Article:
The growth of air travel

Click the image to open in full size.

Okay, we know the basics on how WH Smiths have turned around their business. Now, we turn our attention to the details of their financials and operations.

WH Smiths Good Points

Increasing Profitability

One key attribute behind WH Smiths increasing operating margins have been their ability to reduce external costs. Increasing Gross Margins has helped Smiths to improve operating margins by 3-fold. That’s despite rising rental expenses and staff costs.

Click the image to open in full size.

Able to pay higher wages

Talking about staff costs, you would think the National Living Wage would pose a threat by increasing their operational expenses. So far, Smiths was able to raise average wages from £10,600 to £14,700. You might think this is still low for annual pay, but, you have to take into account the part-timers, under 21s, etc. Those working part-time could be earning £7k per annum (I’m guessing here). Meanwhile, you have store managers and high ranking staff members who are paid higher salaries, which helped to lift the average cost per employee.

One helpful factor is Smiths was able to keep up with the times and cut staff numbers.

Since 2005, Smiths has cut their workforce by 28% and that has given the company an ability to meet minimum pay increases. Also, it manages to help boost revenue productivity per worker.

Click the image to open in full size.

That saw an increase from £75.5k in 2005 to £88.4k in 2016.

How was WH Smiths able to achieve these efficiencies gains?

The obvious reason was to assume closure from loss-making stores in their high-street division (refer to the big falls in revenue). The other reason is the increased use of self-service checkouts. You can also point to factors like low inflation and closure of several competitors like Woolworths. Then there is the sales boost from their “busier” travel division.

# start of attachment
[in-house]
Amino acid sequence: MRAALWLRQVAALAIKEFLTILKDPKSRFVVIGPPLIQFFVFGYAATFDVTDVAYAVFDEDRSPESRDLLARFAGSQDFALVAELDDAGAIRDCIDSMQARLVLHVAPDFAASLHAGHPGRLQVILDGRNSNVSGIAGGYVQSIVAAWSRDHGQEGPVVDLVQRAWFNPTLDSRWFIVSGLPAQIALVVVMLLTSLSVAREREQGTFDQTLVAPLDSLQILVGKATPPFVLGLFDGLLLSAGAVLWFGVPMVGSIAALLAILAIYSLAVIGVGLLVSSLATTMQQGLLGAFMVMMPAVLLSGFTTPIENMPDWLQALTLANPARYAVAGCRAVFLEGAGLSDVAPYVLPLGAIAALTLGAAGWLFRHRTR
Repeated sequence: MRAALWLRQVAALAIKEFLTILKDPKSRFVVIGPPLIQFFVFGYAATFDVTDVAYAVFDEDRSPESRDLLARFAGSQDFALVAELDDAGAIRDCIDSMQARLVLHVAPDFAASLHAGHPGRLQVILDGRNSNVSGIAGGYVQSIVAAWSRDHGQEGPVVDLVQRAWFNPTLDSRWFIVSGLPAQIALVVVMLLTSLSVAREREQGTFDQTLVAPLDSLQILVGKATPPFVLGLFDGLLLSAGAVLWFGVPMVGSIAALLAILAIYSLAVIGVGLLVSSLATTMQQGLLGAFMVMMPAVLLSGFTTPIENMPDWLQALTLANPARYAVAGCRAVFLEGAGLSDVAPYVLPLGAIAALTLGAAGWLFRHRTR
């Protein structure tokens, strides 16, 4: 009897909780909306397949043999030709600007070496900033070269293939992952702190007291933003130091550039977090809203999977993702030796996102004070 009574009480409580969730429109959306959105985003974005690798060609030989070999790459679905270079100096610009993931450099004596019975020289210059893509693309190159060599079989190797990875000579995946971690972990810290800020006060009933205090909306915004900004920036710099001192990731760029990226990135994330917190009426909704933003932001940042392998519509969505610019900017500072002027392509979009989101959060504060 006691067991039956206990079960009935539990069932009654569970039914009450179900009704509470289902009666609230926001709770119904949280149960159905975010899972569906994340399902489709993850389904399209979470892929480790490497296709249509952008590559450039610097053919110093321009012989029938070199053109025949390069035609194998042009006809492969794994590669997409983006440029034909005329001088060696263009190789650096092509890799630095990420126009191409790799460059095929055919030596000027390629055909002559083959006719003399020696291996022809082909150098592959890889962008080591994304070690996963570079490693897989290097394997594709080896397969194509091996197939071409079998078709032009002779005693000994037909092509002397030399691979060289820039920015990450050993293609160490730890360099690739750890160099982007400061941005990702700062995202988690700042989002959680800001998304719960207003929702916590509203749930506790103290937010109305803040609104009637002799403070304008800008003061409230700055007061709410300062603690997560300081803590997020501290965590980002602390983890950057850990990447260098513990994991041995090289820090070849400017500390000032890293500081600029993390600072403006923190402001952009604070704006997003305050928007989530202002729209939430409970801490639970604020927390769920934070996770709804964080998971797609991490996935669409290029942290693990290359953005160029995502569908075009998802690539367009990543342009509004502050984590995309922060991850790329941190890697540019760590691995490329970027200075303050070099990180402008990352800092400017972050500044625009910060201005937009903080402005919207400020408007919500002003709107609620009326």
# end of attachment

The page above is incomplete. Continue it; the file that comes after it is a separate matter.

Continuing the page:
A Stagnating Business requires less Capital Spending

A look at free cash flow would tell you if a business is spending “crazy” amounts of money or spending enough to maintain their assets.

In WH Smiths case, free cash flow is producing high cash inflows numbers. On average, it accounts for 70% of operating cash flow. And this shows in the capex/depreciation ratio (%). Since 2005, maintenance (depreciation) amounted to £439m vs. capex’s £422m, that’s 96% maintenance coverage!

Click the image to open in full size.

This gel well when you compare it to the change in sales from £1.423bn to £1.212bn in the same period, a shrinkage of 13%.

Knowing How to Reward its Shareholders

Whatever you think of WH Smiths, the retailer knows how to reward their shareholders. The dividend yield is 2.2%. Add in the share buybacks it is yielding “something” like 4.5%.

I say “something like” because shareholders need to sell their shares in return for cash. Every time, Smiths does a buyback, the shareholders hold fewer WH Smiths shares. Unlike, the dividends where you receive a straight-up cash payment without any strings attached.

Here is the change in Smiths share buybacks and dividends.

Click the image to open in full size.

How would you fair in ten years, as a WH Smiths Shareholder?

Imagine you purchase 100,000 Smiths shares in 2006 and you pay an average £3.12 per share. That amounts to an initial investment of £312,000 (ignoring transaction fees). After ten years, you would want to ask the following questions:

A. How much would you receive in dividends?
B. How has the share buybacks added to your returns?
C. The number of Smiths shares you will end up by 2016.
D. What is the total return from both the dividends and share buybacks? (In % and absolutes)
E. How much will your WH Smiths shares be worth?
F. What are the total returns after ten years from realised and unrealised gains?

Corresponding Answers

A. After ten years, you would receive a total of £198,908 in dividends.
B. Smith’s share buyback would have contributed a further £189,400 to your coffers.
C. By 2016, the amounts of WH Smiths shares in your portfolio has fallen to 61,749.
D. In ten years, you would have gotten back 63.75% of your original investment via dividends, and 60.7% via share buybacks. So, the total return comes to £388,300.
E. We know that the initial value of WH Smiths shares were £312,000 in 2006. By the end of 2016, your unrealised WH Smiths shares are valued at £1,004,965, a 222% appreciation.